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Japanese airline to allow pets on board as industry reels from pandemic hit

In this photo provided by Star Flyer Inc., a pet carrier is placed on the window seat at the back of the cabin, next to its owner.

TOKYO -- The commercial aviation industry continues to struggle amid the coronavirus pandemic, and as part of attempts to offer unique new features, Japanese airline Star Flyer Inc. is working to introduce Japan's first "fly with your pet" service as early as spring 2022.

    Apart from guide dogs and helper dogs who can board airplanes with their human partners, Japanese airlines keep pets in a part of the cargo hold. Star Flyer, based in the Fukuoka Prefecture city of Kitakyushu, is looking to allow small dogs and cats which could fit in a carrier of around 50 centimeters long by 40 cm wide and 40 cm high to be carried into the passenger area. The owner would board while keeping their pet in the carrier. Although giving pets water will be allowed, feeding them or letting them out of the carrier at airports or on board will be prohibited. Owners will also be asked to have their pet wear a diaper to prevent the smell of their droppings spreading.

    The airline initially plans to offer the new service on the Kitakyushu-Haneda route. For the time being, the offer will be to one human-animal pair per flight. The only designated seat for the animal, one of some 150 seats in the cabin, is by a window and situated all the way at the back. The case carrying the pet is placed in the window seat while the owner sits next to it. Fees for the new service are yet to be decided.

    Star Flyer says the coronavirus crisis is one reason behind the new initiative's launch. Amid huge blows across the commercial airline industry, Star Flyer's September 2021 non-consolidated midterm figures saw a current loss of nearly 2.7 billion yen (about $23.4 million). While the pandemic-caused decrease in customer numbers was smaller compared to 2020, sales were not even half of pre-COVID levels.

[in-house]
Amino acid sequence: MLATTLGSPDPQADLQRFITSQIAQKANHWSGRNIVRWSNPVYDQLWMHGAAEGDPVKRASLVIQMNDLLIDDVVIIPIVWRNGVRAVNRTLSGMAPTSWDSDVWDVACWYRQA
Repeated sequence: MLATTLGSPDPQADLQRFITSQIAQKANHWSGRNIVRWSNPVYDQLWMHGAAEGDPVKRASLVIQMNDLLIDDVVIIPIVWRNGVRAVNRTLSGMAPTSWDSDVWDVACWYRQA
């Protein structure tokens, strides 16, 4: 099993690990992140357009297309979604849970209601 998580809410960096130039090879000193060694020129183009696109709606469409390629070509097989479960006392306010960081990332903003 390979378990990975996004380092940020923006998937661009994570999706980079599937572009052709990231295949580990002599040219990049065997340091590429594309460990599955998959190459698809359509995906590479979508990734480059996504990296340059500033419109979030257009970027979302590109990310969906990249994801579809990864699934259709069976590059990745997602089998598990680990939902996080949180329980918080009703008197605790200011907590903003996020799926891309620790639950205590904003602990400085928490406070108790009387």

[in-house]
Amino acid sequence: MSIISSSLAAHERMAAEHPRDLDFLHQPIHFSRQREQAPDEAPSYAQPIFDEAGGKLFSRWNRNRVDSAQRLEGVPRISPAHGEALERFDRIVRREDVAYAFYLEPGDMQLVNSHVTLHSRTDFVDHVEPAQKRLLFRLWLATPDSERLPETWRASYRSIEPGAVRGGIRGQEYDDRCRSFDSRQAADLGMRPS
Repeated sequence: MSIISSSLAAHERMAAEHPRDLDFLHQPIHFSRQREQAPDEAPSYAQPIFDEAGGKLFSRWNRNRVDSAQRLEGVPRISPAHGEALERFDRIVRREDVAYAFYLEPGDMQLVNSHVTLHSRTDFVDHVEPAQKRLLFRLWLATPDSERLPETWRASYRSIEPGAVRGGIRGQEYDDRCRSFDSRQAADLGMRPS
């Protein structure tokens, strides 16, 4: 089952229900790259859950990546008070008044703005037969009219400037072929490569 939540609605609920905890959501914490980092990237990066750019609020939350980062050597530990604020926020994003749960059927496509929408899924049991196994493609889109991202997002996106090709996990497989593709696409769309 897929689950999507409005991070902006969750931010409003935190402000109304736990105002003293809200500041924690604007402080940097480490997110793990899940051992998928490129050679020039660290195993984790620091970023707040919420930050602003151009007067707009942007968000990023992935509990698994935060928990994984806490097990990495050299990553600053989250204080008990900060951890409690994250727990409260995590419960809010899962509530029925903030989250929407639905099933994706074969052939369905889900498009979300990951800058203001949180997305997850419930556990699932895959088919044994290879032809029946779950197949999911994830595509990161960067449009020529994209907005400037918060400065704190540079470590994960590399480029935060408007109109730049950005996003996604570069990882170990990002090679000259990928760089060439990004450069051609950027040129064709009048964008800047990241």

It was then that the airline took notice of growing demand for pets. The Japan Pet Food Association said that as of October 2020, the number of dogs being kept as pets over the preceding year had increased by some 58,000. The same trend was seen for cats, of which there were 67,000 more. Both animals saw the largest increase in pet numbers in the past five years.

    A Star Flyer representative told the Mainichi Shimbun, "Many passengers have voiced concerns that they are worried about keeping their pets in the cargo hold, and so we devised the plan to let them board with their pets." With the new service, the company is looking ahead to a post-COVID world. "Some predict airlines won't get 100% of business travelers back. We hope by offering unique services, we'll be able to gain passengers."

    Many pet owners welcomed the initiative when Star Flyer announced Japan's first ever pet boarding plans in September 2021. The company received comments including, "It's about time" and "This makes me happy."

    A cat is seen in a carrier ahead of a trial flight. (Photo courtesy of Star Flyer Inc.)

    During a trial flight with actual passengers, Star Flyer employees took a dog and a cat each kept in a carrier to the end of the aisle. In the two trials so far, the animals remained calm and reportedly no passengers submitted complaints.

    How do other public transportation operators treat people's furry companions? Although some operators charge for pets, railway firms generally allow small animals on board as long as they are in carriers or cases. Guide dogs and helper dogs are exempt from these rules.

    Regarding Star Flyer's new service, aviation and travel analyst Kotaro Toriumi told the Mainichi, "A considerable number of people hesitate to travel because they don't want their pets put in the airplane cargo. I think Star Flyer will be able to cater to the demands of passengers who want to travel with their pets even if it has additional costs, and it could be a reason for customers to fly with Star Flyer."

    At the same time, Toriumi said, "In Japan, many people worry about allergic reactions, and I think it will be a challenge to allow all passengers to have their pets with them. But it is very much possible for airline companies focused on local, smaller flights to start similar services to Star Flyer."

    (Japanese original by Shotaro Kinoshita, Tokyo City News Department)

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